Posted by @ 1:35 pm on November 18th, 2009


If you want to see a poem that excels based on its sound meaning, here’s one below the fold, from the just released IE Reader:


We Hunter the Excuser.
Sandra Doller

We hunter the excuser
we hunter the tree

some laundry was not being done
& its implications

its it’s

’tis ack

we winter here
& free

tied up in the trees

& your car was wooden
you did not know better
in the dream

a full jar of heroines
am I to be blamed for
aspen spring

Syntactically, I thought I was catching the drift up until “its it’s,” then the prosody swoops in and takes over. It’s like there was a brief entanglement between the cognitive meaning and the sound meaning for a second, but the sounds won big with “pracktackle” and cognition backed away, tail-tucked. It stuck around, though, right at the property line of sound, and inserts itself occasionally in the rest of the poem. When it comes to meaning, I’m glad sound won, but I’m also glad narrative stuck around.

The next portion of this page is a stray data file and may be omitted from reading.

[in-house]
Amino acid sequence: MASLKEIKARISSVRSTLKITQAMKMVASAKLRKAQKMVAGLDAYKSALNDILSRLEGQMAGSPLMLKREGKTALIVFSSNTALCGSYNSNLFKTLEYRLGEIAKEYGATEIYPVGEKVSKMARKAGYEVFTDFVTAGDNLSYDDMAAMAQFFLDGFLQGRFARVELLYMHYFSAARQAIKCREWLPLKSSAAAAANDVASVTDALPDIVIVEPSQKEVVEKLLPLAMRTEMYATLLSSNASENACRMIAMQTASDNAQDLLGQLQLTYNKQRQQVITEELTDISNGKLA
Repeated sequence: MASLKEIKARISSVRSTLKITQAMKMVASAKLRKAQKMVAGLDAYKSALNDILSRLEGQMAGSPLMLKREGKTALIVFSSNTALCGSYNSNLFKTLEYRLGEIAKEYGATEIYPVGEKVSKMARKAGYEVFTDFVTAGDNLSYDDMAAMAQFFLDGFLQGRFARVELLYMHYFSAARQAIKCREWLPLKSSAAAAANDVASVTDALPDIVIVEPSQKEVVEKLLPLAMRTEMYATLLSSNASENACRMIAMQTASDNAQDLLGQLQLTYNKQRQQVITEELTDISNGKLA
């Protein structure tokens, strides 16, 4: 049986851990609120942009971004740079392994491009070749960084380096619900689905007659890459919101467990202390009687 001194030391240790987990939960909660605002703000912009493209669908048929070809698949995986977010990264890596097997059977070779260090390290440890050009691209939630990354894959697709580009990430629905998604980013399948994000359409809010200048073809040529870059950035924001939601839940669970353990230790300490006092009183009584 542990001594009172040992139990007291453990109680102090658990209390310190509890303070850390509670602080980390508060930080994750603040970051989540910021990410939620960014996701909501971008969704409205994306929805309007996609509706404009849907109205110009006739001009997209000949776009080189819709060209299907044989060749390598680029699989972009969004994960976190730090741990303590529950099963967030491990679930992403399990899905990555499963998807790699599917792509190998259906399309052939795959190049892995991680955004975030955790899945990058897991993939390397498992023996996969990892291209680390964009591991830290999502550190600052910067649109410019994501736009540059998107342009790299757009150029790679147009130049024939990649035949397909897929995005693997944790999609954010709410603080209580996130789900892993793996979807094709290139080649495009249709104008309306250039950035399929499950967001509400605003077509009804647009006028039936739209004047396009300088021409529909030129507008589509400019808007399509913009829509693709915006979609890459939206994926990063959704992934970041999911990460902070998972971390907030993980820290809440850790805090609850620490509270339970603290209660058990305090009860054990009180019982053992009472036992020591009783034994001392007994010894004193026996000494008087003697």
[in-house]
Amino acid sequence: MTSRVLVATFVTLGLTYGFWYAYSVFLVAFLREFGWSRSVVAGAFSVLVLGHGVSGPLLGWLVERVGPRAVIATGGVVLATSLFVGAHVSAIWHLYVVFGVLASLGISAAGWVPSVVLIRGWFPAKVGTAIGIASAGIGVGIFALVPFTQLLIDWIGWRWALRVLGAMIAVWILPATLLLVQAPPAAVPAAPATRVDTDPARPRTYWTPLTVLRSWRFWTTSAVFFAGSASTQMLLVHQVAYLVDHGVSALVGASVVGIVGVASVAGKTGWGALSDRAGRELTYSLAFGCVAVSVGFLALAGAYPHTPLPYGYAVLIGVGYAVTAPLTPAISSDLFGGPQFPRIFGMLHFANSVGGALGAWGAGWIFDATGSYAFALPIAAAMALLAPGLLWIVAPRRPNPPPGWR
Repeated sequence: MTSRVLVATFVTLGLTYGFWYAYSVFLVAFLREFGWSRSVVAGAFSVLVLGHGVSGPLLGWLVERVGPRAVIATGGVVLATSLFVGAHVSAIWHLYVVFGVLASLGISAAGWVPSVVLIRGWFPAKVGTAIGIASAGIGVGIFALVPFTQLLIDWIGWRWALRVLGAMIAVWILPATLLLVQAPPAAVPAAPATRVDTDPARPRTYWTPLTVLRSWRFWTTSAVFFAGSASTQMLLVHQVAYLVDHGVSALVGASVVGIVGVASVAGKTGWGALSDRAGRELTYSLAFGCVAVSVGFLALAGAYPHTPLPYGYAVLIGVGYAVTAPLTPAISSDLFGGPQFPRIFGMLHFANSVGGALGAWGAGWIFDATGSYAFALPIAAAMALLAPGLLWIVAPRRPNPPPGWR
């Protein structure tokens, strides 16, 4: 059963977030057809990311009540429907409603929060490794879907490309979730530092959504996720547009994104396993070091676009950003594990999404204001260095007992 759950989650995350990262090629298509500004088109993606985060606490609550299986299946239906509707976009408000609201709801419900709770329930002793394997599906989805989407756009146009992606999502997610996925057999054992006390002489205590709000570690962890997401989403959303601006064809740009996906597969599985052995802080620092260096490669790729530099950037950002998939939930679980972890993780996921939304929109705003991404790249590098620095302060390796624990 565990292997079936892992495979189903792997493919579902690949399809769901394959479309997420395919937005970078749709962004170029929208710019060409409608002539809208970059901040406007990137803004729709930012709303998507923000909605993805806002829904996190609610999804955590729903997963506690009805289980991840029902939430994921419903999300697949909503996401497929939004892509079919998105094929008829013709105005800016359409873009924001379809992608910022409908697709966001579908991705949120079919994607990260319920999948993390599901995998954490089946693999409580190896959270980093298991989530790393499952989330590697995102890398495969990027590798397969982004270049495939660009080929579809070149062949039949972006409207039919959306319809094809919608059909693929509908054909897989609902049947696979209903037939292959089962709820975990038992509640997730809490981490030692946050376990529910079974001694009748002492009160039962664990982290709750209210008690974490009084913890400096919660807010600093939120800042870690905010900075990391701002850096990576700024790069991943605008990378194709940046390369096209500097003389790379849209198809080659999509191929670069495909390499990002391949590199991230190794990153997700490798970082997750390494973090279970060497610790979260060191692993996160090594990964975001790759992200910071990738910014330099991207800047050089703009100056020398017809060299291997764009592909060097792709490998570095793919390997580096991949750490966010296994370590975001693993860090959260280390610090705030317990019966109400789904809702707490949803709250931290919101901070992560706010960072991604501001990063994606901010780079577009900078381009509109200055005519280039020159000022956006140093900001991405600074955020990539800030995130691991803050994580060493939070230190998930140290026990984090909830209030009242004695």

So what I want to know is — was this a process-driven poem? Sandra Doller, EXPLAIN YOURSELF! (fingers snapping)

[Want more Dollers? How about this, from the still so holy wow Rabbit Light Movies Or, just pick up the IE Reader. You need more poetry, and this book is the who’s who of whoever you never heard of. It’s got like 50 people in it that all came through the inexplicably great IE Reading Series here in Baltimore, so it’s gotta be good — and it is. In fact, I’ll probably post a bunch more poems from it throughout the week as a sorta unofficial IE READER WEEK.]

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